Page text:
adequate and consistent levels of public protection when evaluating and modifying
existing structures and appurtenant structures and when designing new dams or
structures. Rather than develop a custom public protection guideline, the team
recommends that the bureaus adopt Reclamations guideline. Note that Reclamation is
currently coordinating with the US Army Corps of Engineers on a common risk
management public protection guidelines.

The team is also recommending that bureaus adopt a common risk estimate chart (called
the f-N chart). The team also believes it important to qualitatively describe non-loss of
life related consequences of dam failure in dam safety decision documents. It is
important that each bureau consider all impacts of dam failure and the impacts of a dam
failure on the ability of a bureau to carry out its mission.
21st Century Dam Design Advances and Adaptations 1158
Emergency Action Plan Subproject

Blueprint findings:
1.6.b The EAP formats differ from bureau to bureau.
1.6.c Not all EAPs are being tested (exercised) every 5 years as required by the Federal
Guidelines for Dam Safety (note that there are several different levels of EAP
testing ranging from drills to functional exercises).

Blueprint recommendations:
1.6.1 EAPs will be completed and exercised for all high or significant hazard dams.
1.6.2 Develop EAP templates for use in all bureaus.
1.6.3 Develop dam safety program internal notification procedures to effectively respond
and investigate dam safety incidents to verify whether an EAP needs to be

Team Objectives and Process:
The team had the following objectives:
1. Develop departmental policy updates
2. Develop EAP guideline sections for a new DOI dam safety guideline.
3. Develop an EAP template
4. Track status of program EAP development and exercising
5. Establish guidelines for EAP annual updates and exercising
The team collected bureau EAP examples. They reviewed the FEMA 64 Emergency
Action Planning document. The team found that several of the bureaus either had not
developed EAPs for each of their high and significant hazard dams or that the bureaus
were not exercising their EAPs adequately. The team then developed a common and
scalable EAP template for use by the bureaus. The common template will also support
future information technology improvements.

The teams report includes the essential elements of the EAP, essential role players,
recommendations for annual updating and exercising. The team developed an EAP
template consistent with Department and Federal requirements. It is compatible with the
National Incident Command System and can be scalable to the size or risks of a dam.
They coordinated closely with the inundation and incident management subprojects.

Since not all dams have an EAP or are properly exercised, measurement of EAP
accomplishment is important. The team developed EAP performance measurements so
programs can plan for and track accomplishment. They also developed a 5-year plan to
complete all EAP requirements.

Some bureaus do not have an Internal Alert EAP response level. The EAP team is
recommending adoption of Internal Alerts to more officially respond to dam incidents
before the EAP needs to be activated.

USDI Dam Safety Programs 1159
Inundation Mapping Subproject

Blueprint finding:
1.6.g Not all of the Departments high and significant hazard potential dams have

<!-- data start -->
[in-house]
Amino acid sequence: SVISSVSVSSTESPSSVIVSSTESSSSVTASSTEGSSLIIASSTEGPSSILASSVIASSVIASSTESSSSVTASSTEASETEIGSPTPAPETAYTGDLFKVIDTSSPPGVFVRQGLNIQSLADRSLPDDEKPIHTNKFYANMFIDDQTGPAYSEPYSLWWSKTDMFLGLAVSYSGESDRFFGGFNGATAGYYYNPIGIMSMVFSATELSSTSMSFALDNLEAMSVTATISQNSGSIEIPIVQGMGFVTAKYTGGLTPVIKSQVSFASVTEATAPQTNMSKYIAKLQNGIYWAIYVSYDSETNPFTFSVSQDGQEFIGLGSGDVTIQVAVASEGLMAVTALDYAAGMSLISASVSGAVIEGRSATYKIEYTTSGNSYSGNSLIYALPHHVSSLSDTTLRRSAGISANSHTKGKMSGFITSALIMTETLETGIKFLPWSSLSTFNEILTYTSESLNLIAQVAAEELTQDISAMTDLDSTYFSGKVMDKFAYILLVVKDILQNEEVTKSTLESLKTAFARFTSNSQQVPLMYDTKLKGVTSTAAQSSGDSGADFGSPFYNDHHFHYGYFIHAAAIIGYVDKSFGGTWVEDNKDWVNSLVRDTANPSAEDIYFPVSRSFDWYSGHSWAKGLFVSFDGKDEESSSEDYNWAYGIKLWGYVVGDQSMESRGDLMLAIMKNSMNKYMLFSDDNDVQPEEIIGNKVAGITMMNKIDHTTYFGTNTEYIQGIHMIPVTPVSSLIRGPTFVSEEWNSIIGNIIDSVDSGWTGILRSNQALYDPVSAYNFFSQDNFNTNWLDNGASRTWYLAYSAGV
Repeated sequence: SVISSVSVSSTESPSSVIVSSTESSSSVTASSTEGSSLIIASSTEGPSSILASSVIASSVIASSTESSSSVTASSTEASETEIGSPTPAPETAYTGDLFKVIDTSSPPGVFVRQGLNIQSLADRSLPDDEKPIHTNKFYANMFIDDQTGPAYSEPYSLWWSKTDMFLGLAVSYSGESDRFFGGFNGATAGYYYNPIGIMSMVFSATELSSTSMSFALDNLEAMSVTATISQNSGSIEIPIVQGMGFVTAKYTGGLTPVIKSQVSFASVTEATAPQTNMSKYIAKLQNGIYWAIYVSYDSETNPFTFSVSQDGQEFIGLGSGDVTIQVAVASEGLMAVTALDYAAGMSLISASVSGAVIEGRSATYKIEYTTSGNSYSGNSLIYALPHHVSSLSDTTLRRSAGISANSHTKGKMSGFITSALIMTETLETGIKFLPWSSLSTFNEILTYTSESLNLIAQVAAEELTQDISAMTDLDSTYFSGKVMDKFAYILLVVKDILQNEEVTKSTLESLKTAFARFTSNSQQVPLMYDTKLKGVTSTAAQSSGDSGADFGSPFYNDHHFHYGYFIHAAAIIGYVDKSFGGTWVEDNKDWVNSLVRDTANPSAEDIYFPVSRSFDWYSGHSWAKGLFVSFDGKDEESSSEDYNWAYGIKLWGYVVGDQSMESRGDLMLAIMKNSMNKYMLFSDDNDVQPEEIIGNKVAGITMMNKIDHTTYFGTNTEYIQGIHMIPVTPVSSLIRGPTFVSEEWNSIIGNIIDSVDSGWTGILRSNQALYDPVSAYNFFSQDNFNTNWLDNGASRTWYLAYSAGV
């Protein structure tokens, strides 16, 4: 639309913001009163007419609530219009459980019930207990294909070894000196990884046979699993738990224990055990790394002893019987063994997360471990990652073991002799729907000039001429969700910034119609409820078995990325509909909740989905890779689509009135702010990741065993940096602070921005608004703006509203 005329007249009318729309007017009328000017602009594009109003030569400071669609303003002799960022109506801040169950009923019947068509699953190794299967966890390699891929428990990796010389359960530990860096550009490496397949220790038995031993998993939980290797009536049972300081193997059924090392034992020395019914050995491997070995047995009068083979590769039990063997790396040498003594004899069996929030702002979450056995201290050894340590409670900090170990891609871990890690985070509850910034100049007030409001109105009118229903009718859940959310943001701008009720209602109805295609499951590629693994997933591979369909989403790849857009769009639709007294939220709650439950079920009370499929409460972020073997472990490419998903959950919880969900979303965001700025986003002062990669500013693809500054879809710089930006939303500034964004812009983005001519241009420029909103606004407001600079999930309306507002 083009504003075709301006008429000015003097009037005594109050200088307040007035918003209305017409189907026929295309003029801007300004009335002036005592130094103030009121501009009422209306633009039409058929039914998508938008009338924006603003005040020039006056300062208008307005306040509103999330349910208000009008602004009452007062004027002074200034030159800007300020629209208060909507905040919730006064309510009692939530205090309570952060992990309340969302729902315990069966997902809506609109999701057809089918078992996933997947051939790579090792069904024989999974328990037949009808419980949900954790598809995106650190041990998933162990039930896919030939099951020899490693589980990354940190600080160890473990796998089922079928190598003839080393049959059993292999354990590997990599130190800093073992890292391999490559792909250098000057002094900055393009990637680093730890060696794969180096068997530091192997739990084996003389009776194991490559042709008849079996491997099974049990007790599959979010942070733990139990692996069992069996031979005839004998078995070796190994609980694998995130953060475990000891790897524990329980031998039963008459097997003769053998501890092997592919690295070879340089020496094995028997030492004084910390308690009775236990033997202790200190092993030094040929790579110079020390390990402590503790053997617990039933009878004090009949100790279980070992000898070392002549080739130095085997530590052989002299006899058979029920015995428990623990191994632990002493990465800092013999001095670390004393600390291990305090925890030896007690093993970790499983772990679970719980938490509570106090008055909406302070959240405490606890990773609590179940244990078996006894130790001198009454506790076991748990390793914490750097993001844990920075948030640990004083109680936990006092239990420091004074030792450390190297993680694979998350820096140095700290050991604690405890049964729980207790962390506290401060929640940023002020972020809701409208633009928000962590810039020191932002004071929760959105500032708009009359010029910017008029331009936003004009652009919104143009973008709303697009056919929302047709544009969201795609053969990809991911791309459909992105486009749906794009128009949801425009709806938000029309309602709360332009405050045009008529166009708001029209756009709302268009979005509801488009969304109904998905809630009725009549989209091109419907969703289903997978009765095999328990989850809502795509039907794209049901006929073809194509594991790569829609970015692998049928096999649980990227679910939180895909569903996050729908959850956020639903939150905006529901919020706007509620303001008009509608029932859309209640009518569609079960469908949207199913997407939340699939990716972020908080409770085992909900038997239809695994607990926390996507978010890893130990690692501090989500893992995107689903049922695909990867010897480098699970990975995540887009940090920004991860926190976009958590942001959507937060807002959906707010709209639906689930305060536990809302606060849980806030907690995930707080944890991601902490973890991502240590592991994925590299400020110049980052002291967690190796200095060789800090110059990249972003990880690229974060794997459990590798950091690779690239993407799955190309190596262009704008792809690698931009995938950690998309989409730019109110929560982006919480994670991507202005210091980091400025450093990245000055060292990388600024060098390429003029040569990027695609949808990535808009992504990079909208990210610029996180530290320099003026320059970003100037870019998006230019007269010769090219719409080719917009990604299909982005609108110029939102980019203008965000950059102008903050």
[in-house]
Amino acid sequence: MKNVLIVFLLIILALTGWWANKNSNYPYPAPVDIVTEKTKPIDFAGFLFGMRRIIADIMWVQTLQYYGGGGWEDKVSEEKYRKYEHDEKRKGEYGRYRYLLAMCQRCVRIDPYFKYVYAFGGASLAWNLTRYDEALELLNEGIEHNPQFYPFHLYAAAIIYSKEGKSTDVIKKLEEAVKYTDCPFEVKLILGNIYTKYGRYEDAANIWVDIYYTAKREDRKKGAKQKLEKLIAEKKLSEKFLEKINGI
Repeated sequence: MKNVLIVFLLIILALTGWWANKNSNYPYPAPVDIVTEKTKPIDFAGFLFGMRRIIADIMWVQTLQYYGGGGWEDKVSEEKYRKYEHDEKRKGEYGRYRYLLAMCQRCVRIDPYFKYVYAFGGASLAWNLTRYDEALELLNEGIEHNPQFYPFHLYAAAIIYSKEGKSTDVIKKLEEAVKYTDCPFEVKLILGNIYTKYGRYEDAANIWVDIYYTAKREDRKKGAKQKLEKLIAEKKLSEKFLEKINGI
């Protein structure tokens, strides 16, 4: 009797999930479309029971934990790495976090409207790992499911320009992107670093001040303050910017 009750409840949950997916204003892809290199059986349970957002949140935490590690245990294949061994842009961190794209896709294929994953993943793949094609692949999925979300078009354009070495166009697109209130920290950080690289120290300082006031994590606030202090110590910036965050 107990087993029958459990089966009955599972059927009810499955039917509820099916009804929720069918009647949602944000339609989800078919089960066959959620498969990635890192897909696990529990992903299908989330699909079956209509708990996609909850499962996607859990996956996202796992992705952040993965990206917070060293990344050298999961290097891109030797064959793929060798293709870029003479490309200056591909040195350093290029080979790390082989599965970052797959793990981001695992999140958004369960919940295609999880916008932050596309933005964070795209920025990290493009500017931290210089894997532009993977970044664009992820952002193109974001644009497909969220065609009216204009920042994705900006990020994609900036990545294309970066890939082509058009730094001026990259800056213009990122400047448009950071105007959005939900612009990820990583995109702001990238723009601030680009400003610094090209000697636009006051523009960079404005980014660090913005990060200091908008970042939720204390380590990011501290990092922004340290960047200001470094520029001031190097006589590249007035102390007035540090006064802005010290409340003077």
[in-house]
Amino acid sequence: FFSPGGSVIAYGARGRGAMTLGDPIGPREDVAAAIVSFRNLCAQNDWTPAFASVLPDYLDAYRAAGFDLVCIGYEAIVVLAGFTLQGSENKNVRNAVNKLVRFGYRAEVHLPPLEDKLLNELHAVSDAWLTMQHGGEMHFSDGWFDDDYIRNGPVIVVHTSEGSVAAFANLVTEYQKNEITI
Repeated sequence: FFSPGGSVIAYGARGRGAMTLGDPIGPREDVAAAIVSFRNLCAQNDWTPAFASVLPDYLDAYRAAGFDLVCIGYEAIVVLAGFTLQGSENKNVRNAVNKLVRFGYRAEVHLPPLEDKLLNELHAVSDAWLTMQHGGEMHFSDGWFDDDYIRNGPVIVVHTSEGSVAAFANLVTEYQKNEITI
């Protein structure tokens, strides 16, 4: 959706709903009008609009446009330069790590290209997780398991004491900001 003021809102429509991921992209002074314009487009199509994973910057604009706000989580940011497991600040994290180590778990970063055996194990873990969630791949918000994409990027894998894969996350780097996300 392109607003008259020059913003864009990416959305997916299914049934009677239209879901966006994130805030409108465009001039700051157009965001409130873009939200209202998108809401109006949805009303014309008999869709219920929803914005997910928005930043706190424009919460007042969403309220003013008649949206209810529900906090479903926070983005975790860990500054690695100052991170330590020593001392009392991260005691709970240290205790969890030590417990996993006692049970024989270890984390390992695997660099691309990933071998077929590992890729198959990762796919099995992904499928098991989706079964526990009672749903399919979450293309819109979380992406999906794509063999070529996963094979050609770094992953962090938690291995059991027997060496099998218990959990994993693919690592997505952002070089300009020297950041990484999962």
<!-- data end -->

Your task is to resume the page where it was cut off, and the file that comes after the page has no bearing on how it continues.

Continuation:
inundation maps. The inundation maps are of inconsistent technical

Blueprint recommendation:
1.6.4 Develop inundation map technical standards scaled to the magnitude of the dam

Team Objectives and Process:
The team worked to develop the following:
1. An inundation map technical guideline.
2. Policy updates and new guideline content
The team collected bureau examples of inundation maps in current use. It was
discovered that these inundation mapping studies are used for the following purposes:
- Emergency Action Plans development and exercises
- Evacuating people during actual emergencies
- Loss of life studies
- Economic consequence studies
Inundation maps must be scalable and reflect the purpose of the map.

From these the bureau inundation map examples and from consultation with inundation
modeling experts, the team decided that the creation of the following 3-tier inundation
map guideline would give bureau dam safety programs flexibility and understanding in
selecting inundation map techniques that meet program requirements. Each tier would
vary in sophistication and complexity.

Tier 1: The first tier is a basic level and is used when there is limited data and budget
available. Typically, only 1-dimensional hydraulic modeling is used. Scenarios should
be limited to sunny day failure and a hydrologic event where an embankment dam is
overtopped by 1 to 2 feet of water. Tier 1 is usually used for EAP applications or to
assist in performing a downstream hazard analysis.

Tier 2: This level of analysis can include 1-dimensional or 2-dimensional hydraulic
modeling. More sophisticated failure scenarios include: sunny day, seismic, more
extensive hydrologic scenarios, and security-based scenarios. Applications include
EAPs, risk analyses, and security analyses. Tier 2 analysis usually requires detailed data
on the dam, reservoir, hydraulic structures, and upstream/downstream terrain.

Tier 3: This level has the highest level of detail and complexity. Large dams in series
with other dams or dams in the same basin often require this level of analysis.
21st Century Dam Design Advances and Adaptations 1160
Dramatically linked (coupled) 1-dimensional/2-dimensional models are included. Large
dams with large populations at risk commonly receive this level of study.

In addition to the tiers, the team developed specific mapping guidelines. All maps should
include such items as: inundation polygon, scenario description, flood wave travel times,